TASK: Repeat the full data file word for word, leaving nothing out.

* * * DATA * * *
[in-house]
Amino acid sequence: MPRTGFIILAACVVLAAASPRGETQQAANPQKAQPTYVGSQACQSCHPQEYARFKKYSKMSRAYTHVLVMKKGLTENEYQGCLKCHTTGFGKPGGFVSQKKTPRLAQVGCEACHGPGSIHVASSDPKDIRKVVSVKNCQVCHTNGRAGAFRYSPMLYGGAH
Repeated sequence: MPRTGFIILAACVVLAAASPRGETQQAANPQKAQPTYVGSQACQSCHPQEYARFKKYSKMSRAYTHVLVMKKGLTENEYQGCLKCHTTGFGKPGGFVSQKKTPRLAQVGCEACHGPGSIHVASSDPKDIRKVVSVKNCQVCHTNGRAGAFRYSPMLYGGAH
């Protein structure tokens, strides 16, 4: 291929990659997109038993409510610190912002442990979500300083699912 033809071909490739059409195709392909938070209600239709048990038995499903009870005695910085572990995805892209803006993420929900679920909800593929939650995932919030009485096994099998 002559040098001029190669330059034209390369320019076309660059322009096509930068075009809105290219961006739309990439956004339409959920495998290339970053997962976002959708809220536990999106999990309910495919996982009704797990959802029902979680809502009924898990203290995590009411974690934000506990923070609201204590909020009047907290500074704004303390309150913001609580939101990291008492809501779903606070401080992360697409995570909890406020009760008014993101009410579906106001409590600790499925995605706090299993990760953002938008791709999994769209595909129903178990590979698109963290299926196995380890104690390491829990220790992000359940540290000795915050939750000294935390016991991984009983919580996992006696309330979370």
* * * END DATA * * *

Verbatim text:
[in-house]
Amino acid sequence: MPRTGFIILAACVVLAAASPRGETQQAANPQKAQPTYVGSQACQSCHPQEYARFKKYSKMSRAYTHVLVMKKGLTENEYQGCLKCHTTGFGKPGGFVSQKKTPRLAQVGCEACHGPGSIHVASSDPKDIRKVVSVKNCQVCHTNGRAGAFRYSPMLYGGAH
Repeated sequence: MPRTGFIILAACVVLAAASPRGETQQAANPQKAQPTYVGSQACQSCHPQEYARFKKYSKMSRAYTHVLVMKKGLTENEYQGCLKCHTTGFGKPGGFVSQKKTPRLAQVGCEACHGPGSIHVASSDPKDIRKVVSVKNCQVCHTNGRAGAFRYSPMLYGGAH
């Protein structure tokens, strides 16, 4: 291929990659997109038993409510610190912002442990979500300083699912 033809071909490739059409195709392909938070209600239709048990038995499903009870005695910085572990995805892209803006993420929900679920909800593929939650995932919030009485096994099998 002559040098001029190669330059034209390369320019076309660059322009096509930068075009809105290219961006739309990439956004339409959920495998290339970053997962976002959708809220536990999106999990309910495919996982009704797990959802029902979680809502009924898990203290995590009411974690934000506990923070609201204590909020009047907290500074704004303390309150913001609580939101990291008492809501779903606070401080992360697409995570909890406020009760008014993101009410579906106001409590600790499925995605706090299993990760953002938008791709999994769209595909129903178990590979698109963290299926196995380890104690390491829990220790992000359940540290000795915050939750000294935390016991991984009983919580996992006696309330979370």